The Complete Guide to Oracle Synonyms

In this article, I’ll explain all you need to know about Synonyms.

What is an Oracle Synonym?

A synonym is an object in a database that represents an alternative name for other objects, such as tables, views, sequences, and stored procedures.


Why Would you Use a Synonym?

Why would you want to create a synonym? Why not just rename the original object?

The main reason is to simplify the user access to an object. You can provide access to an object to a user using a synonym, and you don’t need to worry about who owns the original object.

It also simplifies access to objects, especially when multiple databases and schemas are involved.

The examples later in this article will demonstrate this further.


Oracle Synonym vs View

As mentioned above, a synonym is an alias or alternative name for an object.

How is this different from a view?

A view object is an SQL query that is saved and run when other queries use that view. It works like a table.

Why would you use a synonym instead of a view?

Well, a view contains more complicated logic. If you just want to provide an alias for a table or another object, you can use a synonym. If you want to SELECT data from a table and use WHERE conditions or other logic, then a view is better.

Also, a view can only be created on objects with data, such as tables and other views. Synonyms can be created on tables, views, sequences, stored procedures, and more.

They both have their advantages, but they should only be used when appropriate.


Difference Between Public and Private Synonym in Oracle

There are two types of synonyms that can be created on an Oracle database: public and private.

  • Public synonym: can be accessed by any user on the database. The user who creates the synonym it does not own it – it’s owned by the PUBLIC user group.
  • Private synonym: can only be accessed by the person who created the synonym. This user is also the owner. The synonym name must be unique within the schema.

What happens if you have a public synonym with the same name as an existing object? Or a private synonym?

This is a valid scenario, and Oracle has rules on which order they are processed in. Just like how, in mathematics, the multiplication and division are performed before the addition and subtraction, Oracle has an order in the way that the objects are looked up.

The order of precedence for objects and synonyms is:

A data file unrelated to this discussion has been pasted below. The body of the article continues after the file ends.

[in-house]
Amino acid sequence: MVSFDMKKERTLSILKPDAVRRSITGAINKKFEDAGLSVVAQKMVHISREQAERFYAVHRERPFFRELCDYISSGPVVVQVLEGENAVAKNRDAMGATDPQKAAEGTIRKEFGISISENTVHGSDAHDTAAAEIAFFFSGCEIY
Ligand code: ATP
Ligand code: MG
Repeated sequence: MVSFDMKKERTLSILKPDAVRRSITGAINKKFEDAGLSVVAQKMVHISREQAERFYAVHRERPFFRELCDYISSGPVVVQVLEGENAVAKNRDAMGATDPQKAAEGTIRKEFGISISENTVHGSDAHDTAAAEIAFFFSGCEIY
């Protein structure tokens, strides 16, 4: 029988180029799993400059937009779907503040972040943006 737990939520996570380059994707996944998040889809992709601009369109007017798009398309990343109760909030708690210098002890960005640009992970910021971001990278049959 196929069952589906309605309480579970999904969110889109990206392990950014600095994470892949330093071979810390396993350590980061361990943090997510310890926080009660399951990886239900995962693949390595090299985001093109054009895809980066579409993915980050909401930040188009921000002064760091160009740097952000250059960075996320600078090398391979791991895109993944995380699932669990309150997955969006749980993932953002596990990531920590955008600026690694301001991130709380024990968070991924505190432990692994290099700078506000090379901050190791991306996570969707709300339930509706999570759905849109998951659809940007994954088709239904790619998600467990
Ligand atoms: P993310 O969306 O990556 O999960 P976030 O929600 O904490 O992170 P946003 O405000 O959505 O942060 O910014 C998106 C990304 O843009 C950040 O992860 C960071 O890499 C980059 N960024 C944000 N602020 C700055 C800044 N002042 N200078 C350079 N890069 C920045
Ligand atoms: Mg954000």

1. Local schema object. Oracle will look at the user’s schema for the object name.
  2. Private synonym. If a schema object is not found, Oracle will look in the private synonyms for the user.
  3. Public synonym. If a private synonym is not found, Oracle will look in the public synonyms.

This is how public synonyms and private synonyms compare:

Criteria Public Private
Who owns it? PUBLIC user group The user that created it
Scope of the unique name All database objects The schema of the user who created it
Who can use it? All database users Only the user who created it
Order of precedence Third, after schema objects and private synonyms Second, after schema objects

Generally, it’s a good idea to avoid creating public synonyms. Sure, they can make management a bit easier, but they can pose a security risk and can make development harder, because there’s an object that exists and available to all users.


How to Create a Synonym in Oracle

To create a synonym in Oracle (either private or public), we use the CREATE SYNONYM command.

The syntax is:

CREATE [OR REPLACE] [PUBLIC] SYNONYM [schema.] synonym_name
FOR [schema.] object_name [@dblink_name];

The parameters for this function are:

  • OR REPLACE: This is optional and allows you to replace an existing synonym name, instead of dropping it and recreating it.
  • PUBLIC: Use the PUBLIC keyword to create a public synonym. If this is omitted, a private synonym is created.
  • schema: This is optional and is the name of the schema you want to create the synonym in. If this is omitted, the synonym is created in your own schema. If you are creating a PUBLIC synonym, you cannot specify a schema.